Draft Shopfront Design Guide Supplementary Planning Document (SPD) - July 2019

Draft North Somerset Council Shopfront Design Guide - July 2019


North Somerset has a range of shopping opportunities from individual shops, local centres through to town centres and retail parks. Our aim is to ensure residents and visitors spend locally with these businesses, benefit from an enjoyable shopping and leisure experience, and make sure our heritage assets are enhanced and put to a viable use consistent with their conservation.

One of the council’s key priorities is to ensure our town centres and villages are thriving. Each is unique, we want to celebrate this identity, support local retailers and regenerate poorly performing areas to create quality environments that people are proud of, are places they want to visit and the whole community can enjoy.

High quality shopfront design set within a cohesive streetscape can have tremendous impact on the retail and visitor experience, especially at a time where the role of the traditional high street is changing. This document sets out the principles to be followed when designing shopfronts or converting retail premises into residential or other forms of accommodation.

1.1       Who is this document for?

This document has been created for use by all parties involved in the design of shopfronts or the conversion of shops to other uses such as residential. It is applicable to property owners as well as residents, estate agents, developers, contractors, shopfitters, architects, planning officers, civic societies and town and parish councils.

This Supplementary Planning Document (SPD) is intended to help those proposing to alter or install a new shopfront or to convert a shop into residential or other form of accommodation. It sets out what is required in terms of permissions and statutory consents. It promotes a greater understanding of the existing heritage value and architectural detail of existing shopfronts in North Somerset and will ensure delivery of a high standard of design and workmanship which will benefit traders, shoppers and improve the local environment.

These guidelines apply to all businesses in Use Class A as set out in the Town and Country Planning (Use Classes) Order 1987 and its subsequent amendments. At the time of publication this includes:

A1 (Shops)

Shops, retail warehouses, hairdressers, undertakers, travel and ticket agencies, post offices, pet shops, sandwich bars, showrooms, domestic hire shops, dry cleaners, funeral directors and internet cafes.

A2 (Professional and Financial Services)

Financial services such as banks and building societies, professional services (other than health and medical services) and including estate and employment agencies. It does not include betting offices or pay day loan shops.

A3 (Restaurants and Cafes)

For the sale of food and drink for consumption on the premises – restaurants, snack bars and cafes.

A4 (Drinking Establishments)

Public houses, wine bars or other drinking establishments (but not night clubs).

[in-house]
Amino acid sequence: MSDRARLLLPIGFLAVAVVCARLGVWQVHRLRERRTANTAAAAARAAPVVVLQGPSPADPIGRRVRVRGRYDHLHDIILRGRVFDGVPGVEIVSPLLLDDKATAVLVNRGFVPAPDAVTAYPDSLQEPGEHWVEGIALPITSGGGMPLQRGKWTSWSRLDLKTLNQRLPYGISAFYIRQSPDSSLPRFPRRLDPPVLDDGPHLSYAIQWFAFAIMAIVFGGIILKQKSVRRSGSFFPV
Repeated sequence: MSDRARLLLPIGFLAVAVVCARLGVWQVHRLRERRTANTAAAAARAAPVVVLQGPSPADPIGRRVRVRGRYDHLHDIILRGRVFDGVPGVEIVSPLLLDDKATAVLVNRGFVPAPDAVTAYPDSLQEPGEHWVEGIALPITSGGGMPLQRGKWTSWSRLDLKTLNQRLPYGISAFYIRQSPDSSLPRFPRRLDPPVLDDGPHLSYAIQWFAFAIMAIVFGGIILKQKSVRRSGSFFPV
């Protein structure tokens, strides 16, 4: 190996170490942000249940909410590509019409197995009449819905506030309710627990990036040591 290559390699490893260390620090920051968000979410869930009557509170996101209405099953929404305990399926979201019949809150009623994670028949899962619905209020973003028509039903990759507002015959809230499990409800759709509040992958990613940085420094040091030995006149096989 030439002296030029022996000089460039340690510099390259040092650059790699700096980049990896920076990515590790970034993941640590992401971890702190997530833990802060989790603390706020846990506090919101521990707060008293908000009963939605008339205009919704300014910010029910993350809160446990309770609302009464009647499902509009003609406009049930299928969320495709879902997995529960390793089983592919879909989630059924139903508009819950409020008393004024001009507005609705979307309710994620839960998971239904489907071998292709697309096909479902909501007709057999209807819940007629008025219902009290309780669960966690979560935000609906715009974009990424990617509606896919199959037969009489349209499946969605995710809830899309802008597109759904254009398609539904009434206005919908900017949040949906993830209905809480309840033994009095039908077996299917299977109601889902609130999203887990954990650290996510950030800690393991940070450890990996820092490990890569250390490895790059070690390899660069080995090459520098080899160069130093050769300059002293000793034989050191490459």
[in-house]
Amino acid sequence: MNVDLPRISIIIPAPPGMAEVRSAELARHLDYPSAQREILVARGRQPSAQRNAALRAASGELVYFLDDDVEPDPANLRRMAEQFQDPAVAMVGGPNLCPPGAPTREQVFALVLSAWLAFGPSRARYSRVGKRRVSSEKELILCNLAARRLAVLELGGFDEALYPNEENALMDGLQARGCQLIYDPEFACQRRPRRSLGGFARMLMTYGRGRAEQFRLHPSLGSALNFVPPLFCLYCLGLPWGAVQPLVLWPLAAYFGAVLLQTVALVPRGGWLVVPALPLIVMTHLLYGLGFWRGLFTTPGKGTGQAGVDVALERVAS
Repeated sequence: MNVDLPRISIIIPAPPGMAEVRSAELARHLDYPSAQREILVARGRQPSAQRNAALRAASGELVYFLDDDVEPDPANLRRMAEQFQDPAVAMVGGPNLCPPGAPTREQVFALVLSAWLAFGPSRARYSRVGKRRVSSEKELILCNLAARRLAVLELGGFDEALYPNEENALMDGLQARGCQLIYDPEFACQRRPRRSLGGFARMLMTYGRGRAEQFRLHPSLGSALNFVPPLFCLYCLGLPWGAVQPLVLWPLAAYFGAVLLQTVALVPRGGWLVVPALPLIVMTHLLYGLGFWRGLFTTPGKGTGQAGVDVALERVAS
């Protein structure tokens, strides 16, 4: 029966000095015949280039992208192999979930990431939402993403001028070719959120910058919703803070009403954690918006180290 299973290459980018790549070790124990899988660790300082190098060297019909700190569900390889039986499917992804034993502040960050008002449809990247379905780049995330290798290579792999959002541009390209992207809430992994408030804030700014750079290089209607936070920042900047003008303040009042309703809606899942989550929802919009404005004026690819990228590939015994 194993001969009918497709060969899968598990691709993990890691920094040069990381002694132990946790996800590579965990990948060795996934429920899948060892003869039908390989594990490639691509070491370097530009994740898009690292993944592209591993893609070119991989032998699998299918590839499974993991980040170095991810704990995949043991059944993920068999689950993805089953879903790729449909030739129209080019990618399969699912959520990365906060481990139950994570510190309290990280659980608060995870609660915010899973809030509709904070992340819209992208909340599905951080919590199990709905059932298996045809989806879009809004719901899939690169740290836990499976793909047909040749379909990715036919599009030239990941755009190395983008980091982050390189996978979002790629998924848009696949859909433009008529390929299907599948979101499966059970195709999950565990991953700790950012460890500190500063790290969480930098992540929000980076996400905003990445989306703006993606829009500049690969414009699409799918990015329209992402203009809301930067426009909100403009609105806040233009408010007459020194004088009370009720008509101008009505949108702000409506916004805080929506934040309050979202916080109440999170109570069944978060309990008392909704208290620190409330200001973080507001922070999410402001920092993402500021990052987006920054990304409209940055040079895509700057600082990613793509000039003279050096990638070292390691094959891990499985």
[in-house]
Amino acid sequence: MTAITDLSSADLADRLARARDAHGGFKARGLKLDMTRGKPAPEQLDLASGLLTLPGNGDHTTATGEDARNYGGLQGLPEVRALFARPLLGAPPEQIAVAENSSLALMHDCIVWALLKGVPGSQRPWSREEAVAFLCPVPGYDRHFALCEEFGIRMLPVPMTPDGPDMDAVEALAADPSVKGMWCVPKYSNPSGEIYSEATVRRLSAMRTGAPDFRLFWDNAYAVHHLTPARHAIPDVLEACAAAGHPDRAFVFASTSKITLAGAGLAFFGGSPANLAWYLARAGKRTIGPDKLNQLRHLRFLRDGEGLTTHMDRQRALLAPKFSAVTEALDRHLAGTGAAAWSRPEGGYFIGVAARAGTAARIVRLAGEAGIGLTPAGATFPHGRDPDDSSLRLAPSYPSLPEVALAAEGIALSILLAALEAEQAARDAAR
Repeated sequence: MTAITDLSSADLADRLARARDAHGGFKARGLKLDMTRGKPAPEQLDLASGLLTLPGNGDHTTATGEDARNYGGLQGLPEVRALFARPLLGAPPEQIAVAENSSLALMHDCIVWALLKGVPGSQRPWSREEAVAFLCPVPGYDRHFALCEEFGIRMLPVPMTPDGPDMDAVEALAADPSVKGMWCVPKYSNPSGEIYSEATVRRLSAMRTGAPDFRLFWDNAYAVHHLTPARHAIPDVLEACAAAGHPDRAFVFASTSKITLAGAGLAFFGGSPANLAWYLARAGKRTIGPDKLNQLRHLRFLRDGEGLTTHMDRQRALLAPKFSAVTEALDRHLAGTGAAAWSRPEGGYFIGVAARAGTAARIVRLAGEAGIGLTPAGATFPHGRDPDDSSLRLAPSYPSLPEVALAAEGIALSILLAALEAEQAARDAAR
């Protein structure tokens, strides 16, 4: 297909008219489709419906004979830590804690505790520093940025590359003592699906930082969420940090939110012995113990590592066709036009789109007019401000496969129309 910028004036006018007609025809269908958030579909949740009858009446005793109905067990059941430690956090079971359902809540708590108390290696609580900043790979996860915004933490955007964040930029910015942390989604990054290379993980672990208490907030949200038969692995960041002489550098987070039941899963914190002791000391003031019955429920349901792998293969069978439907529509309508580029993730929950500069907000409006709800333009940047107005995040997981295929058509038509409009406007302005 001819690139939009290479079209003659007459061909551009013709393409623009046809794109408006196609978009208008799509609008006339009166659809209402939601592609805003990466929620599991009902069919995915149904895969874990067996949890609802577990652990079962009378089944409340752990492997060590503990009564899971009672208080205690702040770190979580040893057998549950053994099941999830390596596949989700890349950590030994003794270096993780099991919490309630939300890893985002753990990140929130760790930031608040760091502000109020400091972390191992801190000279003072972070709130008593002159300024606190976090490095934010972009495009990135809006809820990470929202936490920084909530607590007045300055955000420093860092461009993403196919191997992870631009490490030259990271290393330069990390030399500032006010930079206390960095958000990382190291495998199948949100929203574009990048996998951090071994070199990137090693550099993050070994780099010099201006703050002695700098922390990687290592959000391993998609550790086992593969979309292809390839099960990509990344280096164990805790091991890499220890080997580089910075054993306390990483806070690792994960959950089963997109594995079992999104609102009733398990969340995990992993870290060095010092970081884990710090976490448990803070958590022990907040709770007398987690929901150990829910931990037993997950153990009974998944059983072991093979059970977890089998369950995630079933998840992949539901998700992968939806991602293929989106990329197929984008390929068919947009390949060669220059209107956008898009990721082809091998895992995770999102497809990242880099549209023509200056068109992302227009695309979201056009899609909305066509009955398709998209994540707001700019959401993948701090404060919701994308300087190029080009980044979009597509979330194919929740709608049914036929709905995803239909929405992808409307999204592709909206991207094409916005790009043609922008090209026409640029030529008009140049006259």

A5 (Hot Food Takeaways)

For the sale of hot food for consumption off the premises.

Although A2 does not include betting offices or pay day loan shops, for the purposes of shopfront design these will be included in the scope of the SPD.

1.2       Why is shopfront design important?

Shopfronts are the most conspicuous part of a building’s façade and as the first point of contact between a business and the public, a well-designed shopfront is integral to enticing customers inside. An accessible shop will increase customer numbers.

Implementation of good design can have a considerable impact on the wider streetscape; cumulative improvement can ultimately lead to the creation of aesthetically pleasing retail areas as well as the overall improvement of a village or town centre. Conversely, poor design decisions can harm an area, especially if the cumulative impact of small scale changes occurs over a prolonged period.

Shopfronts contribute to an immediate impression of a place and the general condition of shopfronts can affect the image of a town or village. High quality, well maintained shopfronts make a town feel more welcoming to locals and visitors. They contribute towards a stronger sense of identity, and importantly, encourage a greater number of visitors. Unfortunately, the appearance of some buildings has been spoiled by inappropriate shopfront alterations which are unsympathetic to the character and appearance of their buildings and wider surroundings.

This document has been produced by North Somerset Council in conjunction with Historic England as part of the Heritage Action Zone scheme which aims to promote and enhance the heritage of Weston-super-Mare. It sets out design principles and standards which will preserve or enhance the appearance of both historic and modern shopfronts and the principles and standards detailed in this document are applicable throughout the North Somerset Council area.

 Figure 1: A beautifully crafted and well maintained shopfront, Clevedon

figure 1 Clevedon